Some Bad News…
Last week, my laptop died — which caused me to lose a little bit of my work. Also, I had to finish a major project over this last weekend. Thus, my progress has been somewhat stunted. However, I have managed to make the FPGA multiply matrices that I download to it from a computer, and I have the full unoptimized sequencer working in simulation. The major tasks I completed this week were:
- Converting the numeric precision from 18 bits to 36 bits.
- Finishing sequence generator and sequence multiplier modules.
- Creating a coordinator module to contain and connect all the modules together. It also handles communication with the computer.
You can skip to the Results section if you’re not hardware inclined…
Fitting It Onto The Board
I then tried to fit the matrix multiplier module onto the Altera CycloneII FPGA. Even though this circuit wasn’t my final design, it contained several major components. By attempting to fit a few components onto the board at a time, I could address any problems as they occur.
I knew that my circuit used too many hardware multipliers, but I didn’t realize that it needed nearly 2.6 times the number of logic elements that were available on the chip!
The complex matrix multiplier module, apparently, uses 47327 combinational functions. That’s because it contains 8 complex number multiplier modules, each consuming about 6000 combinational functions. This result reaffirms what I already knew: I would only be able to use a few complex number multiplier modules in the final design. In fact, since each complex number module requires 16 hardware multipliers, and the board only has 26, I can fit just one onto the board.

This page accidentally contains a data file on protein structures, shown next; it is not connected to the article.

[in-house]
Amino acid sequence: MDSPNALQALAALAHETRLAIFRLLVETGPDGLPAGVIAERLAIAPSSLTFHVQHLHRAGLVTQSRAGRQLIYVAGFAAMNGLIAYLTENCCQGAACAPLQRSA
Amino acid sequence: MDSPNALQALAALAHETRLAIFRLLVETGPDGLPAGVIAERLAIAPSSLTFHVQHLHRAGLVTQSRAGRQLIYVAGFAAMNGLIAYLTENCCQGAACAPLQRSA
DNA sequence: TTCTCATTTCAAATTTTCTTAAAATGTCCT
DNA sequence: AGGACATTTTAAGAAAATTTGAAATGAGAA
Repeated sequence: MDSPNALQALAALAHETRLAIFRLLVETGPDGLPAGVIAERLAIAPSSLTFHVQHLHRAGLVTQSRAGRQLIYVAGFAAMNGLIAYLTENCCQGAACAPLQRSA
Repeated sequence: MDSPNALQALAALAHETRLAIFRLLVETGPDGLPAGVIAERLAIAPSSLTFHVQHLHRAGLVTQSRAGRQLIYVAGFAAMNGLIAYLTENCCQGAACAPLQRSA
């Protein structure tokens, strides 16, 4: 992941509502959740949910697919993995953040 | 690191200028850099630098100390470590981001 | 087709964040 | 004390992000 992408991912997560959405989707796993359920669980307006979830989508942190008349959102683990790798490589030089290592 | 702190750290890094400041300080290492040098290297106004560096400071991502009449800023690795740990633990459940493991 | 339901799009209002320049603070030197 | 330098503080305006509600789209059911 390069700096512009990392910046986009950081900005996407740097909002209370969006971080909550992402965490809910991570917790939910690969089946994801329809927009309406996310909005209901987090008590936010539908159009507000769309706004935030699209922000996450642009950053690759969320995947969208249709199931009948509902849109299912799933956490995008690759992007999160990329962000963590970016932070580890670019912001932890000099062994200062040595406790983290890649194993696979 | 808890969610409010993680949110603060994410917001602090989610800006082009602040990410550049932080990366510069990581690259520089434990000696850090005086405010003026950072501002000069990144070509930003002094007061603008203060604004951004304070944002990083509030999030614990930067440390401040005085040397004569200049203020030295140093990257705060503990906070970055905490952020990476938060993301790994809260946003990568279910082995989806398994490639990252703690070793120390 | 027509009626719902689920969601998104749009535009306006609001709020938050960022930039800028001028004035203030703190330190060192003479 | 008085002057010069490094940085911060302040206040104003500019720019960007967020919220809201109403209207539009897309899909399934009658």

Basically: I can’t do multiplication in parallel because there aren’t enough resources. Other modules, like the matrix distance module, had a similar problem. The solution is to increase the latency of the calculations so that I only need a few multipliers at a time.
Once I fixed that problem, I downloaded the updated circuit onto the board. When I transmitted the numbers, the board appeared to go through the proper states. But when it entered the transmission state, I received no data back! Since it was working just fine in simulation, I opened up the SignalTap Logic Analyzer. Here’s what I found:
After the coordinator module entered the transmission state, the data_to_send_ready signal went high, meaning the data was ready to send. However, the UART sender module didn’t do anything. The UART sender uses a clock divider to operate at the baud rate of the serial port, meaning it only checks for data_to_send_ready every 434 clock cycles. Since the data_to_send_ready signal wasn’t high when the UART sender did this check, nothing was sent.
To fix this, I made the data_to_send_ready signal stay high until the sender started transmitting data.
To test the system, I multiplied the Hadamard gate by the T gate. The matrix multiply operands are on the top, and the final matrix is the expected result:
After running the Python commander program I wrote, passing in the operands, I obtained the result I expected:
It looks like these results are accurate to about +/- 10^-10; any digits after the first ten decimal places are off. Hopefully, that should be good enough for our purposes, but I’ll need to examine the effects of error accumulation over gate sequences of 60 or more.
We need to decide on a presentation date and paper due date. I would prefer to have this due date during finals week, so I can get data on several optimizations before presenting. If I have to present next Friday (our original deadline), I would cover:
- Runtime performance on the FPGA, without optimization
- A “meet in the middle” optimization, implemented in software on the computer.
Presenting during finals week (preferably at the end) would allow me to try one (or more) of the following optimizations:
- Austin Fowler’s optimizations, running on the FPGA
- “Meet in the middle” optimization on the FPGA
- FPGA tree memory lookup optimization
I probably won’t bother speeding up the clock on the FPGA, because it will earn a constant-time improvement at best and isn’t really a novel technique.
Please let me know when you’d like me to present and turn in my paper. Be aware that I will publish a draft of my paper and presentation within a week of the deadline, so you won’t suddenly have a paper to grade just days before grades are due!